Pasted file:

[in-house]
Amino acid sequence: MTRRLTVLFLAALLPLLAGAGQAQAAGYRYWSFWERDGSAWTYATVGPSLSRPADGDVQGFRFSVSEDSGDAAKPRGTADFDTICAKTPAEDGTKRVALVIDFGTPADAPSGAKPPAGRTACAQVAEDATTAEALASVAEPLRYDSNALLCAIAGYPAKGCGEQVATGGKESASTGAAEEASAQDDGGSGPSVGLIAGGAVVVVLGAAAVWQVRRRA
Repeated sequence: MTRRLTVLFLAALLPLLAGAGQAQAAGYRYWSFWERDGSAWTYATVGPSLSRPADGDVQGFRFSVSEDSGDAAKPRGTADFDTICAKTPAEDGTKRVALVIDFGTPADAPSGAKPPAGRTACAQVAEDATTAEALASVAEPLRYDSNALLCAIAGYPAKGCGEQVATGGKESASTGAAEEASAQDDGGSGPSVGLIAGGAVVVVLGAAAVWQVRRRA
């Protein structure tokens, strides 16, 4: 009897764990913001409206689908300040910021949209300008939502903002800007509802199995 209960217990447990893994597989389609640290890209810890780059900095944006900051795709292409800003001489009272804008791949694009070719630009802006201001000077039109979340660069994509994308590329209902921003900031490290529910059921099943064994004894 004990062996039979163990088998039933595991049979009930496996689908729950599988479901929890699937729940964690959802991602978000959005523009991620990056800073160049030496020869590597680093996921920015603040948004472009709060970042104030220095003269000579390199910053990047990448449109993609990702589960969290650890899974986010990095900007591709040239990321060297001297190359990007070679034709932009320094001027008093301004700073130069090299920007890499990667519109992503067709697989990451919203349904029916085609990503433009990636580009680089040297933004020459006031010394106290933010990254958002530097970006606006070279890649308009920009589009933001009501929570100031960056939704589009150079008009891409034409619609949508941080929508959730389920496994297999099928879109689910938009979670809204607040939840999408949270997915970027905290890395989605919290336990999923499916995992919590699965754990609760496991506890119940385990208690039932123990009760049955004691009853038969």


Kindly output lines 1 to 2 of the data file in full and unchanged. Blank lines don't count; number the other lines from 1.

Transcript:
[in-house]
Amino acid sequence: MTRRLTVLFLAALLPLLAGAGQAQAAGYRYWSFWERDGSAWTYATVGPSLSRPADGDVQGFRFSVSEDSGDAAKPRGTADFDTICAKTPAEDGTKRVALVIDFGTPADAPSGAKPPAGRTACAQVAEDATTAEALASVAEPLRYDSNALLCAIAGYPAKGCGEQVATGGKESASTGAAEEASAQDDGGSGPSVGLIAGGAVVVVLGAAAVWQVRRRA